Plans for fans to return to watch live sport events in England from 1 October will not go ahead, says cabinet office minister Michael Gove.
The plans wereplaced under reviewearlier this month after a rise in coronavirus cases, with pilot events restricted to 1,000 people.
The UK’s Covid-19 alert level has moved to 4, meaning transmission is “high or rising exponentially”.
New measureswill be set out by Prime Minister Boris Johnsonon Tuesday.
Speaking to BBC Breakfast, Gove confirmed plans for a staged return of fans would be “paused”.
“We were looking at a staged programme of more people returning – it wasn’t going to be the case that we were going to have stadiums thronged with fans,” he said.
“We’re looking at how we can, for the moment, pause that programme, but what we do want to do is to make sure that, as and when circumstances allow, get more people back.
“The virus is less likely to spread outdoors than indoors but again it’s in the nature of major sporting events that there’s a lot of mingling.”
The pilot programme will also be paused.
The majority of sports in England have been played behind closed doors since the coronavirus lockdown in March, including Premier League football, the FA Cup final, England’s Test cricket matches and two Formula 1 races at Silverstone.
Sport events that took place with full crowds in March shortly before all fixtures were postponed and the UK locked down have come under scrutiny.
The impact of Liverpool’s Champions League fixture with Atletico Madrid on the spread of coronavirus is beinginvestigated by the city’s council,while there have also been calls for an investigation into whether the Cheltenham Festivalshould have gone ahead.
The government defended its decision to allow such events to proceed before restrictions on mass gatherings were introduced.
“People look back now at the beginning of the pandemic at some of the major sporting events then and ask the question why were they allowed to go ahead,” added Gove.
“What we must do is look at sporting events now with caution but we also recognise that sport is a vital part of this nation and we’re looking at everything we can do to support our athletes, our great clubs, through what will be a challenging time.”
Julian Knight, the chair of the Digital, Culture, Media and Sport (DCMS) select committee, said “if we don’t find a route map with smart solutions to allow sports and live events to gradually reopen, we risk decimation of our sporting and cultural infrastructure”.
The leaders of more than 100 sports bodies have written to the prime minister to ask for emergency funding,warning of “a lost generation of activity”because of coronavirus.
Sport England has handed out £200m for emergency cases, but many in the sector believe more is needed.
Earlier this month, Premier League chief executive Richard Masters told BBC Sportit was “absolutely critical”fans were allowed back inside stadiums as soon as possible and failure to do so would cost clubs £700m during the 2020-21 season.
English Football League clubs lost £50m in gate receipts last season andestimate a £200m lossif there are no fans this season.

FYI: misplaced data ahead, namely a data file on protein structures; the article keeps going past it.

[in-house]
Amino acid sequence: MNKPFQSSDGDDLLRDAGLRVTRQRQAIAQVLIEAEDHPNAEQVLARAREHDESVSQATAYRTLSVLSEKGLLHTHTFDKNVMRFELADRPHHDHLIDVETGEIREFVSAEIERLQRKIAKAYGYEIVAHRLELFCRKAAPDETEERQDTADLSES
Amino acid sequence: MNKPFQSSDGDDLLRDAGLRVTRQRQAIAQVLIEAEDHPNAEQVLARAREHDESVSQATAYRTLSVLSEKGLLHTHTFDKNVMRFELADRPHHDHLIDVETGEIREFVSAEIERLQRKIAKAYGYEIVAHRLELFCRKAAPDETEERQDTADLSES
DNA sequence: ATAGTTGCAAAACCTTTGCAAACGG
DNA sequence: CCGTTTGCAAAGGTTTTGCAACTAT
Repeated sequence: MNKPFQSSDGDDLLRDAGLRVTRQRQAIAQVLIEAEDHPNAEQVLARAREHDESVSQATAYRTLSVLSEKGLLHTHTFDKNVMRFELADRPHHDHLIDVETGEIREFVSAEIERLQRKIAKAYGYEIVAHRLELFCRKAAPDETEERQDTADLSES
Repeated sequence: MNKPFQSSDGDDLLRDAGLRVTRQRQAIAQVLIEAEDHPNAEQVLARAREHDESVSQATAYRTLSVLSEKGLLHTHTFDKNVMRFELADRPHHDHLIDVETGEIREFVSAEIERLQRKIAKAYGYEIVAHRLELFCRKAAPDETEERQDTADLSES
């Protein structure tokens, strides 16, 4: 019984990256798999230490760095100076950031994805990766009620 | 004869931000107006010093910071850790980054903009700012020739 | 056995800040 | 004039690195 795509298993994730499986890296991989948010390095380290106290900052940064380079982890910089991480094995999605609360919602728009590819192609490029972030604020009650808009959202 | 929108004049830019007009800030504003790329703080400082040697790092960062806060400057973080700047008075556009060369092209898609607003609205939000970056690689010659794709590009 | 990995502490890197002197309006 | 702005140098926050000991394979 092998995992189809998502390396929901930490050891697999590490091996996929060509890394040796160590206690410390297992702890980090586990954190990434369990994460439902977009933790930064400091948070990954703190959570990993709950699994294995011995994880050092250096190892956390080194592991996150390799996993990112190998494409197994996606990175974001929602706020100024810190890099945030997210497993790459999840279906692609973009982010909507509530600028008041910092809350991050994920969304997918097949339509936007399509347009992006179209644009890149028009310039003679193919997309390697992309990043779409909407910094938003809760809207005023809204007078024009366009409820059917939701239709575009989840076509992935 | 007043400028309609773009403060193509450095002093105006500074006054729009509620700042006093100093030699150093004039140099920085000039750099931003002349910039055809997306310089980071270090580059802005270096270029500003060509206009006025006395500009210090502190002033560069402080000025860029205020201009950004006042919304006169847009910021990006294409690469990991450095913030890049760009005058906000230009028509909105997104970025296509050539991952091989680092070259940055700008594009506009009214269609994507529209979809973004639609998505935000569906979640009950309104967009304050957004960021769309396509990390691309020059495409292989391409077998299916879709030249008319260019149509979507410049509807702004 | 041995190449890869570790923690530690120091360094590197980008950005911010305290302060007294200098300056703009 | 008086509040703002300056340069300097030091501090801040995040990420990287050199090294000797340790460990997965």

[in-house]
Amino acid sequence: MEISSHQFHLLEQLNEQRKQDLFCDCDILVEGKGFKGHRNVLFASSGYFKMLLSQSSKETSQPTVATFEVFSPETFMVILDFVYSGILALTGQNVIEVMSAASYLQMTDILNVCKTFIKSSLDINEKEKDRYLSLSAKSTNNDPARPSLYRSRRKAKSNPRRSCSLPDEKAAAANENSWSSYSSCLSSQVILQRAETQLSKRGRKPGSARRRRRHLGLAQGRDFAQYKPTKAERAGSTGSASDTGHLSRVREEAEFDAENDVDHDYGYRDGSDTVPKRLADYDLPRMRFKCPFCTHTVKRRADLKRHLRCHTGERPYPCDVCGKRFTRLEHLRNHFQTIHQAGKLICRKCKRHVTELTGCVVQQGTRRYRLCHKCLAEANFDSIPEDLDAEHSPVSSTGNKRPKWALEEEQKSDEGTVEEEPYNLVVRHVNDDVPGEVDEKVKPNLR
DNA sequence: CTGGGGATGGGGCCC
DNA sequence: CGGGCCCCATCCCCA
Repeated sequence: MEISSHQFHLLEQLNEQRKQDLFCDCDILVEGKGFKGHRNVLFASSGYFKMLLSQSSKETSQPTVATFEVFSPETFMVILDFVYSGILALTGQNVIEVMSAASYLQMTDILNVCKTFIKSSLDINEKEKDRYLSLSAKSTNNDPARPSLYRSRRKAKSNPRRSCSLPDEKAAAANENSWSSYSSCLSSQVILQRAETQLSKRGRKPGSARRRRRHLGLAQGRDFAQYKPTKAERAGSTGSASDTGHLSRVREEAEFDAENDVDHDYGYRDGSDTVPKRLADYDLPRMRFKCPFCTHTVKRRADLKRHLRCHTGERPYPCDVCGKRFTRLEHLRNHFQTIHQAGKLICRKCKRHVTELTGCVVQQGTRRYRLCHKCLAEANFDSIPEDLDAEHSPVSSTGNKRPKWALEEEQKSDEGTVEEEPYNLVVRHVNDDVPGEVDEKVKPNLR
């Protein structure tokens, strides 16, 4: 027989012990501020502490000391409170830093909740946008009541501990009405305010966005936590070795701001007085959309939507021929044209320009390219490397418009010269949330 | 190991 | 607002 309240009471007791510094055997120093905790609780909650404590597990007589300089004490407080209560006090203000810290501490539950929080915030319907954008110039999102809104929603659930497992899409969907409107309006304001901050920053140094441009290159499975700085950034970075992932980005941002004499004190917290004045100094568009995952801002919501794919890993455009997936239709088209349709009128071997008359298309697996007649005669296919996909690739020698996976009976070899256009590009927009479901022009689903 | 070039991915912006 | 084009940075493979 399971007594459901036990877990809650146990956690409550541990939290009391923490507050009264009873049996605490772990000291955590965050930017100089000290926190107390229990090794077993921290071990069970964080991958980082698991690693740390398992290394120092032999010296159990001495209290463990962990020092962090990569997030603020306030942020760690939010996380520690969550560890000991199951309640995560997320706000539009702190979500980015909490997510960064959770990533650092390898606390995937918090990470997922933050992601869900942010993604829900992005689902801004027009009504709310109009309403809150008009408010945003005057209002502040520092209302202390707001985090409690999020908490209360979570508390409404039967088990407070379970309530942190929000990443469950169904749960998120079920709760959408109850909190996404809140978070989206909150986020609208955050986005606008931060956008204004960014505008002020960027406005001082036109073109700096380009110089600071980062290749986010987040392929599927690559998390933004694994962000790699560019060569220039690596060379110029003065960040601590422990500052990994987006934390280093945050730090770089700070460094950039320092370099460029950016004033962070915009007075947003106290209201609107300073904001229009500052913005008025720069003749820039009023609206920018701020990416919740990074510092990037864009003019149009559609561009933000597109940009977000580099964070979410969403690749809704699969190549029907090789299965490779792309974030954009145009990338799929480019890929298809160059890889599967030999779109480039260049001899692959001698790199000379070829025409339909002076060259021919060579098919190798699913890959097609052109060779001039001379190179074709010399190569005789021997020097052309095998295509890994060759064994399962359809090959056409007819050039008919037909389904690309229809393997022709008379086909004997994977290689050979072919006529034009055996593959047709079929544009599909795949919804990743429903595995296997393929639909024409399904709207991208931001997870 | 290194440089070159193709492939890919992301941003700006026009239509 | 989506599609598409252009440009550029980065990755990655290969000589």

The Rugby Football Union is braced for a £50m loss in revenue, while the England men’s squad haveaccepted a 25% pay cutfor the next 12 months.
Rugby Football League chief executive Ralph Rimmerurged the government not to delay the return of crowds,with clubs facing a potential impact on revenues of “up to £2m per week”.
At the end of August, 2,500 people watched a friendly between Brighton and Chelsea at the Seagulls’ Amex Stadium – the first time fans had been allowed into a Premier League ground in almost six months.
About 300 spectatorswere allowed to watchlast month’s World Snooker Championship final between Ronnie O’Sullivan and Kyren Wilson at the Crucible Theatre in Sheffield, but original plans to admit fans for all days of the tournament were reversed.
Arsenal’s 9-1 victory over West Ham in the Women’s Super League on 12 September saw up to 1,000 fans attend.
More than 2,500 spectators bought tickets for the first day of the St Leger meeting at Doncaster on 9 September, the first crowd at a British horse racing fixture in six months – but the rest of the meeting wasthen held behind closed doors.
BBC sports editor Dan Roan
This is grim news for British sport, which teeters on the brink of an unprecedented crisis.
On one hand it is no surprise given rising cases of Covid-19, tighter restrictions and the criticism the government received for allowing events like the Cheltenham Festival to continue in March and not shutting down sooner.
The optics of allowing thousands of fans to travel to grounds while encouraging people to work from home was also seen as insurmountable.
But it will infuriate sports governing bodies that insist it is much safer for fans to be in highly regulated, socially-distanced often open-air venues and stadiums than watching on the TV in pubs for instance.
They are not aware of any data or research which proves the return of fans would increase transmission. And they point to the fact that countries like Germany are allowing thousands of fans back inside grounds.
Sports are now being warned to brace themselves for several months without fans and report back to DCMS officials what impact this will have on their finances.
For EFL and rugby clubs in particular, where matchday revenue is crucial, the answer will be potentially devastating. From non-league football and Olympic sports through to grassroots clubs and community leisure facilities, the sector fears an existential crisis which could cost thousands of jobs, and result in a slump in participation.
Pressure will now build on the government to come up with a similar emergency fund to the £1.57bn bail-out the arts sector was handed in the summer. Calls for the Premier League to help prop up the football pyramid will also intensify.
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